Monday, September 29, 2008

What a mess!

TSX down 840; Dow down 777; S&P down 106; Nasdaq 100 down 10%

What a mess! This is the kind of stuff that I was worried about when I wrote this, this and this.

While I did not expect the bailout to get rejected today, I mentioned back on the mother of all bailouts that a crash was a definite scenario. Today was not a crash but perhaps a mini-crash or a slow crash. I wish that Paulson & Co hadn't manipulated things so much that I could have been more short but the volatility is too intense.

Today was the first time in this bear market that things really got panicky. Not enough panic to set a bottom in my opinion. But maybe a bottom for 2 days to 2 weeks if we get any type of good news (ie government manipulation).

However, for there to be a real bottom, IMHO, we need it to be one without government intervention, in that sellers have to become exhausted naturally.

I feel bad for those affected negatively by this (and it will probably spread to affect everyone including yours truly). Hopefully, the readers of this blog have taken note and spread the word to friends and family. Cash is king, debt is bad.

We have had a long uninterrupted boom (with a brief hiccup around 2001) for about 17 years. We are only about 1 year into this and to expect a magic wand to be waved and everything to go back to the way things were before is folly.

Every single asset class except cash, short term government bonds and selected currencies (Yen, the US dollar) and maybe gold are holding up here. Everything else (stocks, most bonds, real estate) are getting annihilated. I suspect that we are getting close (in time but maybe not price) to a multi month bear market rally that should start in late October or November and should last into January or so. But we have a few more storms to go before this financial hurricane lets up.

Expect to see one or more of the following government steps announced on Tuesday: temporary ban on all short selling, return of the uptick rule, there is the talk of the elimination of much of the credit defaults swaps out there. Also a global interest rate cut can not be ruled out any day this week. Plus, this bailout will likely get reworked and go for another vote this week. All these measures will ultimately fail though but may cause another short term spike.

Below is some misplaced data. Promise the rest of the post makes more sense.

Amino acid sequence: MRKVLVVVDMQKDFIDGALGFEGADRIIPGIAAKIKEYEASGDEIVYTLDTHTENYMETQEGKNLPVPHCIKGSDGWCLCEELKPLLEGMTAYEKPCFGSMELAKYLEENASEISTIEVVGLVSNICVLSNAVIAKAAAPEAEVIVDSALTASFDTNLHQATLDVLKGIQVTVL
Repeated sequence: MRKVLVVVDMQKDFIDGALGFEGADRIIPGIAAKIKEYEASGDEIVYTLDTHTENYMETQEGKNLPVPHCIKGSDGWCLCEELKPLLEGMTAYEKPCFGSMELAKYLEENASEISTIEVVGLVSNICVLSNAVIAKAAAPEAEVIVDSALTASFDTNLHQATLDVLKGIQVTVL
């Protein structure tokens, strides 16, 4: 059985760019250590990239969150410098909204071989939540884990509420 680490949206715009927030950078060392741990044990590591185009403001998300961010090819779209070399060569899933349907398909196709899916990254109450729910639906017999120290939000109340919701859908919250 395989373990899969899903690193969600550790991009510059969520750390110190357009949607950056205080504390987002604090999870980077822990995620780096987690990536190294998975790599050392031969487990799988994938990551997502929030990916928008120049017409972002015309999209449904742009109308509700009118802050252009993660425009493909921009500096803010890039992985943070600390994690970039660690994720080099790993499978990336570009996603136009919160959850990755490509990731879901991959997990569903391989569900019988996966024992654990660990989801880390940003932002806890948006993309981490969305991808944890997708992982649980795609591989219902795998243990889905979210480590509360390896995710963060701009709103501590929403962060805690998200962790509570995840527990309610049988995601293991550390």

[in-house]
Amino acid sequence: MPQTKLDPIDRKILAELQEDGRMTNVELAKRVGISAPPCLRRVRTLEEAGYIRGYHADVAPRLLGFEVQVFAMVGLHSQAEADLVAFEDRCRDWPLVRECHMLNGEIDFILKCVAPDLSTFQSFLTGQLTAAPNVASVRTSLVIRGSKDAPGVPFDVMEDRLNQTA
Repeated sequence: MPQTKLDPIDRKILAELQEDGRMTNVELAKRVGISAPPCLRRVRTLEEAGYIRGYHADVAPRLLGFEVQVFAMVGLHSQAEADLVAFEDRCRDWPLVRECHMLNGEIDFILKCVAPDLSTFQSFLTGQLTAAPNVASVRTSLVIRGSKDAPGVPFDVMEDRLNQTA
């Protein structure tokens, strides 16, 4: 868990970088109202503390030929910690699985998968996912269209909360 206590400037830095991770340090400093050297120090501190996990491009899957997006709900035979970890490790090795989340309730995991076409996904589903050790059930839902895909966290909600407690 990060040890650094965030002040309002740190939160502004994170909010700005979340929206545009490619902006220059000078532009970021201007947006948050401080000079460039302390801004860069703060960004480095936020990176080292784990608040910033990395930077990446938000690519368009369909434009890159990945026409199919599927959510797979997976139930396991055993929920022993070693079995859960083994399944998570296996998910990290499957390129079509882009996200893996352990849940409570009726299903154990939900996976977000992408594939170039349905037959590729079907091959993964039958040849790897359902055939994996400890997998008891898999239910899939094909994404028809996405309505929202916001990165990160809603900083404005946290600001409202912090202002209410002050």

By the way, is there anyone out there that can still say that Canadian housing is going to be up this year (with a straight face) or that a Canadian recession is not a distinct possibility?


jen said...

Spot on about the market manipulation.

I made this comment on another blog, and I'll recap it here:

How much of the decline today was due to the lack of shorts? I've heard here were multiple instances this afternoon of bids literally disappearing on individual stocks.

Let's also remember that 40% of today's losses occurred BEFORE the announcement that the bailout legislation had failed.

In fact, the Fed threw $630 billion into the market this morning ( before the vote, and yet global markets fell precipitously anyway, and in fact tanked after the vote.

So- Paulson's plan was $700 billion, and the Fed injected $630 billion (almost the entire amount proposed) and failed to "fix the problem".

The markets will not recover in any meaningful way, and credit will not start to flow, until investors regain confidence in the system. Right now there is absolutely nothing to trust about the "free market" system. There is, however, a flicker of hope now that this ridiculous bill has been struck down.

Thanks again for your thoughtful analysis of recent events, and their possible impacts on Canada.

Adil Burney said...

thanks. I think that 40% was Euro banks effect and 60% was the vote failure roughly. Therefore, if a vote passes, you should get some or most of that 60% back.

Hard to quantify the effect of lack of shorting but there is an effect. Say you are a hedge fund that shorts stocks and uses the proceeds to go long. You are in cash. Also, by burning the shorts/hedge funds and changing the rules of the game, you are removing liquidity and also removing short covering that would have helped probably a little at the close yesterday.

The ridiculous bill will be back in some form.

Also, remember that the $630 is just repos so that in theory at least the mney has to be paid back. Some of the 630 is probably old money (ie repos that expired yesterday and are rolling over).

Anonymous said...

I'm sure you know about this, but I thought I'd share:

Oh, happy day.